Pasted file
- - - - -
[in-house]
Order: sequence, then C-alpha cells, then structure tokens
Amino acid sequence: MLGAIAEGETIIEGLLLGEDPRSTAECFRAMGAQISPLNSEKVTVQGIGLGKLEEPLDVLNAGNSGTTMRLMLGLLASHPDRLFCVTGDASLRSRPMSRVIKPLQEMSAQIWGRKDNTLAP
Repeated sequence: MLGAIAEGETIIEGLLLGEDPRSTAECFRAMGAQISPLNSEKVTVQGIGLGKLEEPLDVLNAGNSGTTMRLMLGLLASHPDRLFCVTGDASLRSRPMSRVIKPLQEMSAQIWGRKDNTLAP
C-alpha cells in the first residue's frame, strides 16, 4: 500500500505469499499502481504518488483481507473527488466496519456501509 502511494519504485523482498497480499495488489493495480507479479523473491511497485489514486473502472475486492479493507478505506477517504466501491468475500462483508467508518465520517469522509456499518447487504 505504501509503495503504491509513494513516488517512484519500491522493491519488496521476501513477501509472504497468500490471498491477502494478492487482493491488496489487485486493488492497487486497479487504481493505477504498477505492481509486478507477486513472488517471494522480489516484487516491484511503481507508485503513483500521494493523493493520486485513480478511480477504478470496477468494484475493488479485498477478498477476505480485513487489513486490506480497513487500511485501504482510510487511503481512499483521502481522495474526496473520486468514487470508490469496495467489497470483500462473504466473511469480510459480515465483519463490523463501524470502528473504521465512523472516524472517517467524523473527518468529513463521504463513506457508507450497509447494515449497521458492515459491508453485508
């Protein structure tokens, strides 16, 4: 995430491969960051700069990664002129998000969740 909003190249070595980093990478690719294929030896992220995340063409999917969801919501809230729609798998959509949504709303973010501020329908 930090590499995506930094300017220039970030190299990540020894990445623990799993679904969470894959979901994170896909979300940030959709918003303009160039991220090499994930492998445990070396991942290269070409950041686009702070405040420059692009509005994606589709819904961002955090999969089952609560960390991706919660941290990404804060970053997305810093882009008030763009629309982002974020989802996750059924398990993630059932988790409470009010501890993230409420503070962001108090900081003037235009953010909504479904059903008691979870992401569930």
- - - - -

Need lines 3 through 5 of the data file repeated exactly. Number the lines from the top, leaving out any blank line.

Amino acid sequence: MLGAIAEGETIIEGLLLGEDPRSTAECFRAMGAQISPLNSEKVTVQGIGLGKLEEPLDVLNAGNSGTTMRLMLGLLASHPDRLFCVTGDASLRSRPMSRVIKPLQEMSAQIWGRKDNTLAP
Repeated sequence: MLGAIAEGETIIEGLLLGEDPRSTAECFRAMGAQISPLNSEKVTVQGIGLGKLEEPLDVLNAGNSGTTMRLMLGLLASHPDRLFCVTGDASLRSRPMSRVIKPLQEMSAQIWGRKDNTLAP
C-alpha cells in the first residue's frame, strides 16, 4: 500500500505469499499502481504518488483481507473527488466496519456501509 502511494519504485523482498497480499495488489493495480507479479523473491511497485489514486473502472475486492479493507478505506477517504466501491468475500462483508467508518465520517469522509456499518447487504 505504501509503495503504491509513494513516488517512484519500491522493491519488496521476501513477501509472504497468500490471498491477502494478492487482493491488496489487485486493488492497487486497479487504481493505477504498477505492481509486478507477486513472488517471494522480489516484487516491484511503481507508485503513483500521494493523493493520486485513480478511480477504478470496477468494484475493488479485498477478498477476505480485513487489513486490506480497513487500511485501504482510510487511503481512499483521502481522495474526496473520486468514487470508490469496495467489497470483500462473504466473511469480510459480515465483519463490523463501524470502528473504521465512523472516524472517517467524523473527518468529513463521504463513506457508507450497509447494515449497521458492515459491508453485508